No more business-as-usual in asylum policy

No more business-as-usual in asylum policy
No more business-as-usual in asylum policy

By Sabir Zazai

As we emerge from lockdown, the Home Office proposes a return to 'business as usual' for the UK’s asylum system. But there can be no return to normal for people seeking refugee protection. Even pre-covid, the UK's asylum system was anything but normal.

In practical terms, this approach could mean a return to evictions for people living in asylum accommodation, forced destitution and the requirement to travel to Croydon and Liverpool at crucial stages of the asylum process - even if you live in Glasgow, have no money, and need to make an 800-mile return trip to do so. There is nothing normal about any of this.

People seeking asylum in the UK are not allowed to work to support themselves and their families, despite evidence of a wide and diverse skills base and imminent workforce shortages in certain sectors.

Banned from working, people seeking protection must find a way to live on around £5 per day, the current rate of asylum support. It is a completely inadequate amount that barely stretched to cover essentials pre-covid. Mid-pandemic, as the cost of everyday essentials like hand sanitiser and household cleaners soared, we saw the full impact of this separate and unequal system. A whole class of people – men, women, children, parents  - denied the means to keep themselves safe, healthy and fed at the same time.

We've got to ask ourselves: is this normal?

Refugee rights supporters campaigned throughout lockdown for an increase in asylum support rates in line with the recent £20 increase in Universal Credit. The UK government announced an increase of just £1.85 per week.  That's 26p per day - enough to buy half a pint of milk. Is it normal to treat one group of people so differently? Or is there another word for this?

At Scottish Refugee Council, like many other workplaces, we benefit from working alongside volunteers from refugee backgrounds: accountants, teachers, community development experts who don't want their skills and professional expertise to lapse as they wait, often years, for a decision on their claim for protection.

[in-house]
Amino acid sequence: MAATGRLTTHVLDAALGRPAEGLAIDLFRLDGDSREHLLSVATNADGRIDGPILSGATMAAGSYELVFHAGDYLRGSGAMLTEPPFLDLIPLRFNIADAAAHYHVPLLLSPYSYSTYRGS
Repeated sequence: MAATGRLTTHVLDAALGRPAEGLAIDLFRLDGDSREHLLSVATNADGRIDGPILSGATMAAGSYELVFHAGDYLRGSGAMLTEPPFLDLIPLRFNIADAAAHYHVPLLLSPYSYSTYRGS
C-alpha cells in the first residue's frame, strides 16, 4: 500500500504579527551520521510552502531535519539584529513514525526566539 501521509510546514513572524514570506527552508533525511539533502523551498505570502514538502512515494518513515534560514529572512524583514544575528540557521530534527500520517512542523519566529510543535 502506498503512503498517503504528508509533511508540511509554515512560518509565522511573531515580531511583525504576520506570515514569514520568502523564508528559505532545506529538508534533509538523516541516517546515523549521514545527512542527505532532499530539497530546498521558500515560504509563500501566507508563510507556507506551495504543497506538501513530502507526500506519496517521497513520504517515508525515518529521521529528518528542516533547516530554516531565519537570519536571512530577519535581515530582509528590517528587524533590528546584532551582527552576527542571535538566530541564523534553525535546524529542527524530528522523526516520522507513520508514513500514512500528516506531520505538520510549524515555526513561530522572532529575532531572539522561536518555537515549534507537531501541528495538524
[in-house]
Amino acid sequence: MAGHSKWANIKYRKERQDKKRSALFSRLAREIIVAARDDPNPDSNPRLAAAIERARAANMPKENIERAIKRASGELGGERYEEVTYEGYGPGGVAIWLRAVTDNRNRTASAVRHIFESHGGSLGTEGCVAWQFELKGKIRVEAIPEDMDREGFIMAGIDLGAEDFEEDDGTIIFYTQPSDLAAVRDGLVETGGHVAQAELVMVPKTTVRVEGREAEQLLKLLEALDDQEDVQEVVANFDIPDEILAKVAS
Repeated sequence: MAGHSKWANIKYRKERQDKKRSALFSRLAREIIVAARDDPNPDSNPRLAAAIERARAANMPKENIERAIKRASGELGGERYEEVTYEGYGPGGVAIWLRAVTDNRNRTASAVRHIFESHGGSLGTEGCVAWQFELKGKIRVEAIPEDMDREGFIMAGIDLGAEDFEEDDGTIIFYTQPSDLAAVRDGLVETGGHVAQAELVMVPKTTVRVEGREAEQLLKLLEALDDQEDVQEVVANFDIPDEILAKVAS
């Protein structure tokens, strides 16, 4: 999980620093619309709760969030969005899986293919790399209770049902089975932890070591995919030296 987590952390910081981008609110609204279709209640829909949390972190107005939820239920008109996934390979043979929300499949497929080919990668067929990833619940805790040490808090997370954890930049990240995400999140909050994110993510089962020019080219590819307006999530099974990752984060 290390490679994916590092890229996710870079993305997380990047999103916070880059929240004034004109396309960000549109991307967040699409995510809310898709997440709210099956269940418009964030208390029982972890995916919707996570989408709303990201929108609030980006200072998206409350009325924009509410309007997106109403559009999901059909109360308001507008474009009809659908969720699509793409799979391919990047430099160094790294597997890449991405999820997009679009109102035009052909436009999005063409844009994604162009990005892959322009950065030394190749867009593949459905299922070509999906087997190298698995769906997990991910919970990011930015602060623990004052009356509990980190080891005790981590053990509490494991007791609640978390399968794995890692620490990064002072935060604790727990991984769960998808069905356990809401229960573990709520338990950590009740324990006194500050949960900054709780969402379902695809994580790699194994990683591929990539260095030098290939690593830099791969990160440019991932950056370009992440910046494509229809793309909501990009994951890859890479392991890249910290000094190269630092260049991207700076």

But we also know many others who are not able to keep their skills up to date, to practise English every day, to make friends and colleagues and connections.

The structural inequality of the asylum system leaves people overwhelmed by isolation, anxiety, and the disorientation of existing every day in a separate, parallel world. How much longer can we call this 'normal'?

There's nothing normal about the racist Hostile Environment policy, now subject to investigation on whether it breached equality law. There's nothing normal about torture survivors feeling dehumanised and re-traumatised after interviews with the Home Office about their right to seek refugee protection. There's nothing normal about unrelated people sharing sleeping space during a pandemic when private companies receive billions of pounds of government money to provide safe, secure accommodation.

Instead of an asylum system that supports people to settle into UK society and rebuild their lives in a meaningful and sustainable way, we have a parallel shadow system designed to keep people pushed to the margins, which routinely withholds rights from an entire section of the population.

Covid and Black Lives Matter is forcing a long overdue reckoning on all of us. How much longer can we talk in terms of 'business as usual' and accept that this is what 'normal' looks like?

Sabir Zazai is Scottish Refugee Council's chief executive. You can follow him on Twitter here

The opinions in Politics.co.uk's Comment and Analysis section are those of the author and are no reflection of the views of the website or its owners.


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